In my research about children’s health, radiation risks, and family in post-nuclear Fukushima, I did ethnographic fieldwork in Tokyo and Fukushima across both activist and domestic sites of caring for “Fukushima children,”2 to study how health and well-being are managed for the sake of children amidst radioactive uncertainty. For a total of fifteen months between 2017 and 2020, I attended lawsuits and activist campaigns to examine debates on radiation risks, while engaging local community-building projects in Fukushima, making home visits, and working as a playmate at a preschool. Across political campaigns, “Fukushima children” were the core population in discussions about radiation risks; what was at issue was their safety and their risks (Kimura 2016; Suzuki 2016). But, in places where children’s health was debated, actual children were often absent. It was only after I started spending time with parents and children living amidst radiation risks that I came to see the importance of care in considering risk politics.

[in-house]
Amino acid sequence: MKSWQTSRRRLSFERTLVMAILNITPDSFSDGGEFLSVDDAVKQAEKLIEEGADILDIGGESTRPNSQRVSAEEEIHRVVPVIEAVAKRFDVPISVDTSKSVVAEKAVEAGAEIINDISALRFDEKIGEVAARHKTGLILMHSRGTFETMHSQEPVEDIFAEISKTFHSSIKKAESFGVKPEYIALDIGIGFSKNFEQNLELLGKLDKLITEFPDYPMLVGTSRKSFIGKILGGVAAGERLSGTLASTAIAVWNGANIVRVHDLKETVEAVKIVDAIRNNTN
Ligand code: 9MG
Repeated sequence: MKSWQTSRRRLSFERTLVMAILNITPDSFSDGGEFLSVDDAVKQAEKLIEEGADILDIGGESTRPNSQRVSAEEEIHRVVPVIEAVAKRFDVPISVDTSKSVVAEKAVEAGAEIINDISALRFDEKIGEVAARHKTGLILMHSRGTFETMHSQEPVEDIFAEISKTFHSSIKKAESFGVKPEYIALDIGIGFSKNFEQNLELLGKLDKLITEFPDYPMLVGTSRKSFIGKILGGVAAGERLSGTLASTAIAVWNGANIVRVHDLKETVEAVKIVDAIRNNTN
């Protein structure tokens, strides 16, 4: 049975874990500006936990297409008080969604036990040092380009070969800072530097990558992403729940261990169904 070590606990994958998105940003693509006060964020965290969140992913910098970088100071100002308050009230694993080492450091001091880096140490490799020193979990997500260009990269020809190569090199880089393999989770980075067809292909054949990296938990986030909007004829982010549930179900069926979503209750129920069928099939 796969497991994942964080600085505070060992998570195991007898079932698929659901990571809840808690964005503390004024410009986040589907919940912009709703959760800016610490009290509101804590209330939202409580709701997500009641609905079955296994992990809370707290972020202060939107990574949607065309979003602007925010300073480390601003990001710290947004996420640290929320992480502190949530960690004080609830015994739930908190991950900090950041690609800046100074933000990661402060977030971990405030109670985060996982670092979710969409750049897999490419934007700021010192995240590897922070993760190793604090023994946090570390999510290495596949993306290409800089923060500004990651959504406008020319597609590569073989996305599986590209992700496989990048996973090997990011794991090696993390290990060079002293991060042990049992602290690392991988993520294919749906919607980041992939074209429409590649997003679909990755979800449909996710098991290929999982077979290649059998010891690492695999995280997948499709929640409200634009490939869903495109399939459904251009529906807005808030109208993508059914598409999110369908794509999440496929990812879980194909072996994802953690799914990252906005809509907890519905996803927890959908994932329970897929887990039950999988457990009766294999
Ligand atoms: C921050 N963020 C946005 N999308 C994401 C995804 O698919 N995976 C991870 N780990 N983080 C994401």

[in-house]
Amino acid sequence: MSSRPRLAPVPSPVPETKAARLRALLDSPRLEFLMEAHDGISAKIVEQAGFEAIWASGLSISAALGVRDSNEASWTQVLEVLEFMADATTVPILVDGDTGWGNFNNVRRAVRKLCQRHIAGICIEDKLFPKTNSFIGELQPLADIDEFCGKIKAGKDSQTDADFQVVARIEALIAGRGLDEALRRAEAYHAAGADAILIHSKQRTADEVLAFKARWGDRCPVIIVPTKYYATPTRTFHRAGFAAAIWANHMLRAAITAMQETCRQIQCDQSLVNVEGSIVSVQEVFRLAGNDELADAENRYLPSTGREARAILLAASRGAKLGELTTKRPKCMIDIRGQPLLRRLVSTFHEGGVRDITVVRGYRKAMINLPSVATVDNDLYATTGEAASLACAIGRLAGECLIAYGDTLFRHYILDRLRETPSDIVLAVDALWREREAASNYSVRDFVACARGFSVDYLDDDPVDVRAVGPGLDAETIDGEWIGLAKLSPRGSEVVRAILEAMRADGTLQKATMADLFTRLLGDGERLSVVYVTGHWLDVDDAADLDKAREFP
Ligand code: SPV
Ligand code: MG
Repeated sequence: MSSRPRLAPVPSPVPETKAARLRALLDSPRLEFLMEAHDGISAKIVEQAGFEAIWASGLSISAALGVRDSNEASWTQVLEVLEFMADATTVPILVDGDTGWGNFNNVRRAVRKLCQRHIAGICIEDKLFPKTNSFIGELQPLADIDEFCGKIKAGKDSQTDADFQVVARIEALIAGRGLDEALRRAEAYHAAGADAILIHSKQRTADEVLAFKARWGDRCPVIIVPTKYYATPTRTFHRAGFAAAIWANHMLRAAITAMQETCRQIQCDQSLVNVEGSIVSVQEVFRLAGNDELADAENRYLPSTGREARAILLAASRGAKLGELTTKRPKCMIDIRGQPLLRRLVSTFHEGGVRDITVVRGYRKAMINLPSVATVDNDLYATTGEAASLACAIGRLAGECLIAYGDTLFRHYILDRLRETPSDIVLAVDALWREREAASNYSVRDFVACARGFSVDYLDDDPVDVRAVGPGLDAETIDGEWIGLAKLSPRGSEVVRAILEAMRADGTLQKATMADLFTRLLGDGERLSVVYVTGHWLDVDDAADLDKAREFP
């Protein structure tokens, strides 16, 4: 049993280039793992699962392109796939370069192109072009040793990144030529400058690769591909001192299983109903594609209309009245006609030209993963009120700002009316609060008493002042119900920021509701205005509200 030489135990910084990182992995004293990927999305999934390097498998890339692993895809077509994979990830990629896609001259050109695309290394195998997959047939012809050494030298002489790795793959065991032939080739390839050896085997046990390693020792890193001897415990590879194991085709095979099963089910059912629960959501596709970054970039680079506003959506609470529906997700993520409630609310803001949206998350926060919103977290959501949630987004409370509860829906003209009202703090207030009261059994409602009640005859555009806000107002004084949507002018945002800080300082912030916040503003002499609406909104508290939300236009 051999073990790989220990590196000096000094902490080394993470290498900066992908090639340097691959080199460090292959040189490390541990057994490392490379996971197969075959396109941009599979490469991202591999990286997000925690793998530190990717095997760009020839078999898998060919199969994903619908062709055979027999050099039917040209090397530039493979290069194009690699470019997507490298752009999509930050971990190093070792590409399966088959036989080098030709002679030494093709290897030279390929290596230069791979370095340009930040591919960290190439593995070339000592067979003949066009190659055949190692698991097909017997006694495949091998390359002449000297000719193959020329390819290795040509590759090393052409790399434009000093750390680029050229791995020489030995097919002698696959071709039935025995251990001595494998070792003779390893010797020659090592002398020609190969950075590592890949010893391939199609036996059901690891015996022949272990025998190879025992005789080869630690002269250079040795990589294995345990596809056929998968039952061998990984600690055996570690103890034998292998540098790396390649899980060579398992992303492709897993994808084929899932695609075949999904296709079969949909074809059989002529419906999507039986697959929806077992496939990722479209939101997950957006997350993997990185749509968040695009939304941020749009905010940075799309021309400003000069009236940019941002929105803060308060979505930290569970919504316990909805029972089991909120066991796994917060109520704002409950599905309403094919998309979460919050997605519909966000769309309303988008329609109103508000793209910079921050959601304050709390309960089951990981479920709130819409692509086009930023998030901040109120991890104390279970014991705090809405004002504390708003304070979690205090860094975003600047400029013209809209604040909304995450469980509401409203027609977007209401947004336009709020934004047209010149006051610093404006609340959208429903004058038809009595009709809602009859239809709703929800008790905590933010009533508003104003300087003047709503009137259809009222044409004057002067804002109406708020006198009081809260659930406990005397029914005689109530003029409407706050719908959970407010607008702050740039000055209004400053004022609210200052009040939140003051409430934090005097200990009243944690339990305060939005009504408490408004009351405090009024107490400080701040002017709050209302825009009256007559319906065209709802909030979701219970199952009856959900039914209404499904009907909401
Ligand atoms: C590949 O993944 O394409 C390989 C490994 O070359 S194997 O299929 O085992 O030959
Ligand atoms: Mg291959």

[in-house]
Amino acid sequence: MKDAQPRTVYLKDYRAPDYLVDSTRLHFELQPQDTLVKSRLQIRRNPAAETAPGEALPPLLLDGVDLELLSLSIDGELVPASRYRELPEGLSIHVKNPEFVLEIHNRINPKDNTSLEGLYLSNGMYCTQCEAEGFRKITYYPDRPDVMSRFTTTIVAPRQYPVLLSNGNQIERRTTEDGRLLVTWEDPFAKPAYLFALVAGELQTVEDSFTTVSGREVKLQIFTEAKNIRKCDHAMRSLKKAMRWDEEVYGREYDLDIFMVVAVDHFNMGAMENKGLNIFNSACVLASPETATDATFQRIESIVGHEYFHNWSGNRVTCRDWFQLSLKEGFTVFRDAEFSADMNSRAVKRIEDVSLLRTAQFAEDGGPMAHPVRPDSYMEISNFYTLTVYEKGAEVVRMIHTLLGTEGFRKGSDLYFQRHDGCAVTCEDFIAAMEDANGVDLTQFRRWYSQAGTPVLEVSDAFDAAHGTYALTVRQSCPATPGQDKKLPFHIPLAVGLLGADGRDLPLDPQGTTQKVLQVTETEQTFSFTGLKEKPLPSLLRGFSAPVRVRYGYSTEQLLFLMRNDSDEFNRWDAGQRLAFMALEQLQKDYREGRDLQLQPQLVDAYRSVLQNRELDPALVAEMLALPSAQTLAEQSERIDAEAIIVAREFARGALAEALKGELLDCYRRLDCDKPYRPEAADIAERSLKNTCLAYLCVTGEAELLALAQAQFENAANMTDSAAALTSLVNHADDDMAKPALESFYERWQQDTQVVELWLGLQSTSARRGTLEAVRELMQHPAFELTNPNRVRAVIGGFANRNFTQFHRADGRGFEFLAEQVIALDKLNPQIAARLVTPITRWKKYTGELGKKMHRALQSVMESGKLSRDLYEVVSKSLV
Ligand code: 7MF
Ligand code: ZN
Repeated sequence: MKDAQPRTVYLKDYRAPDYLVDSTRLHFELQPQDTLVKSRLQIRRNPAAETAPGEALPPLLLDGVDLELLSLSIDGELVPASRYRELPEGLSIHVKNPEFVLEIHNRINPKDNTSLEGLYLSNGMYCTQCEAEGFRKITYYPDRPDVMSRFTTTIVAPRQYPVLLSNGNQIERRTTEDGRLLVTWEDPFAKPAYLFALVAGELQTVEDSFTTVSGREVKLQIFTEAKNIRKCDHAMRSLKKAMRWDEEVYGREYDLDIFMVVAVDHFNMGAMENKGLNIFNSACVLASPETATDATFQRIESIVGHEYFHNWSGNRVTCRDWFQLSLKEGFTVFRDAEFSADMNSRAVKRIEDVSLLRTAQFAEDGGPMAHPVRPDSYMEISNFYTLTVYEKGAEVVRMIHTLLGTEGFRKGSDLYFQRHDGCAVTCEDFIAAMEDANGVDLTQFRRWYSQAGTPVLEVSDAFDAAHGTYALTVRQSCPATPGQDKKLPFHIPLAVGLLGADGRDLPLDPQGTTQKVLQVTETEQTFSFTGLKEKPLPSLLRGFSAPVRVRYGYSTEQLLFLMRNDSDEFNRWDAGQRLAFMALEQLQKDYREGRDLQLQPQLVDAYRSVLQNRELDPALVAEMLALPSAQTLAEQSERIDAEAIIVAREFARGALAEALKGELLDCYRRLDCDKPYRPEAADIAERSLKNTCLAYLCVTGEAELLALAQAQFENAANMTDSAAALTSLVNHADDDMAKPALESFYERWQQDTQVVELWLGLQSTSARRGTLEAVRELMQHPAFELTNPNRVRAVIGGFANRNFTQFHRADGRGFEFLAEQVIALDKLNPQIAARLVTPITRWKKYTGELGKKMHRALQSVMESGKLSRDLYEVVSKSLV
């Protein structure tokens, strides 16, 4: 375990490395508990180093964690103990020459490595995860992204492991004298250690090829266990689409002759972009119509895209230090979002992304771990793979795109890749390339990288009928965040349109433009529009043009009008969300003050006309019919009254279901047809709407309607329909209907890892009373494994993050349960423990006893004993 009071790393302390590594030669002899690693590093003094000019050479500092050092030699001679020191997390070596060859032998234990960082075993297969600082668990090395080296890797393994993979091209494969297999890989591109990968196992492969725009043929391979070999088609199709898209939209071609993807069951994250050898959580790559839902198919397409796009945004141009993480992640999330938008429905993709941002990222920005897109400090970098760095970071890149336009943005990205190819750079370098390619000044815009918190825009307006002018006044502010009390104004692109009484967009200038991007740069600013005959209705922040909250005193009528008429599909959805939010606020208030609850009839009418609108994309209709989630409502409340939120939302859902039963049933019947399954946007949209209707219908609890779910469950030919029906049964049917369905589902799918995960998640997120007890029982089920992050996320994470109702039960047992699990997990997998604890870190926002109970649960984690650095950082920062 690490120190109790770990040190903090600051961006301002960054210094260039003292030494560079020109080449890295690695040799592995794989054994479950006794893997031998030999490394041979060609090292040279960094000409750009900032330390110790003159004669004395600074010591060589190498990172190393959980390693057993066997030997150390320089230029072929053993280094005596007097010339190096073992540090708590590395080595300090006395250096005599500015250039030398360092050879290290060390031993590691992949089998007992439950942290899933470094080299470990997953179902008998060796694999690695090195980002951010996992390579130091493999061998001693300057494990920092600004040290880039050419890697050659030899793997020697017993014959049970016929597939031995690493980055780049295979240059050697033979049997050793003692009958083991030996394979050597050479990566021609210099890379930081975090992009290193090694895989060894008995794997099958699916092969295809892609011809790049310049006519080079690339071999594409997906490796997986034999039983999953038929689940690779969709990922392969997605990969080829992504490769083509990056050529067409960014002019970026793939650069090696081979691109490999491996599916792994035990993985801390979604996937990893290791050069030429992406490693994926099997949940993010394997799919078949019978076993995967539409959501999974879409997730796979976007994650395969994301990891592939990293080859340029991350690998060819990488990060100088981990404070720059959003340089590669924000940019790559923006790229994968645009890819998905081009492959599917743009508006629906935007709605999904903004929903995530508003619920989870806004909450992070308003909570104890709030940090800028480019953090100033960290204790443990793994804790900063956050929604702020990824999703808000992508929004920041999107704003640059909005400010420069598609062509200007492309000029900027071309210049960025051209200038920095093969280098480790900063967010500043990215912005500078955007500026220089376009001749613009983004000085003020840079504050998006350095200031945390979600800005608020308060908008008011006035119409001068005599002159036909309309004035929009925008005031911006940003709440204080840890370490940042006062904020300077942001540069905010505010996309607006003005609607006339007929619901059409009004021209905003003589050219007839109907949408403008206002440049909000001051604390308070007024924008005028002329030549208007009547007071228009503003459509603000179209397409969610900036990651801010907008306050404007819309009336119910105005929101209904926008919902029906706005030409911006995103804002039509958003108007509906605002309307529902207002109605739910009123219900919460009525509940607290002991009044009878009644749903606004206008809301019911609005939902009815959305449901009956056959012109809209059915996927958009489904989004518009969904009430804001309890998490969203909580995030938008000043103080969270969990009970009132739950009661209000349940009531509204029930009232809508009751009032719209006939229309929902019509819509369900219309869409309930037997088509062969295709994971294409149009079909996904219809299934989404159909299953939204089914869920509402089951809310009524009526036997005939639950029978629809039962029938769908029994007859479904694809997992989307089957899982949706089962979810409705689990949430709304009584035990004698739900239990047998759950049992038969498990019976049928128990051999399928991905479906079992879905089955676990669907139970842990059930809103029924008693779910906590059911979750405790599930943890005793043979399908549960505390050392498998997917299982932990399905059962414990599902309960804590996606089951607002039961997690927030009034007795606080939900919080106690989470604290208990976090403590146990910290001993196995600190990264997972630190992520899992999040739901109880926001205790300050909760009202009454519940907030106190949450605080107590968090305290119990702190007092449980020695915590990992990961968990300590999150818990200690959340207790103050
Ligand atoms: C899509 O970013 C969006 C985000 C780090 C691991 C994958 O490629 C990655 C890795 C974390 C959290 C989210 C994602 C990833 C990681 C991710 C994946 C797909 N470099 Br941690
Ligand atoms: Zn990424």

Rather than a general state of indeterminacy, uncertainty here is constituted by risks, whereby unknown threats are rendered reasonably governable, with a strong imperative for restoring normality (O’Malley 2000; Polleri 2019). Seemingly universal risks, however, come to have real-life stakes on the ground through concrete forms of caring practices (Han 2012; Hoffman and Barrios 2020; Stevenson 2014). In this context of risk/uncertainty, care has both practical and political stakes for directly improving the lives of the cared-for and re-making collective norms about who should care for whom and how (cf. Kittay and Feder 2003; Tronto 1994).
The preschool I worked in during fieldwork was in a region that was relatively safe from radioactive fallout thanks to its mountainous landscape. Children, aged between two to six, commuted three hours daily from Fukushima to play in natural environments, which they couldn’t do in their neighborhoods. Although some degree of risk remained in their home environments, none of the children were eligible for evacuation (as victim of the disaster) because they hadn’t been born at the time of the disaster.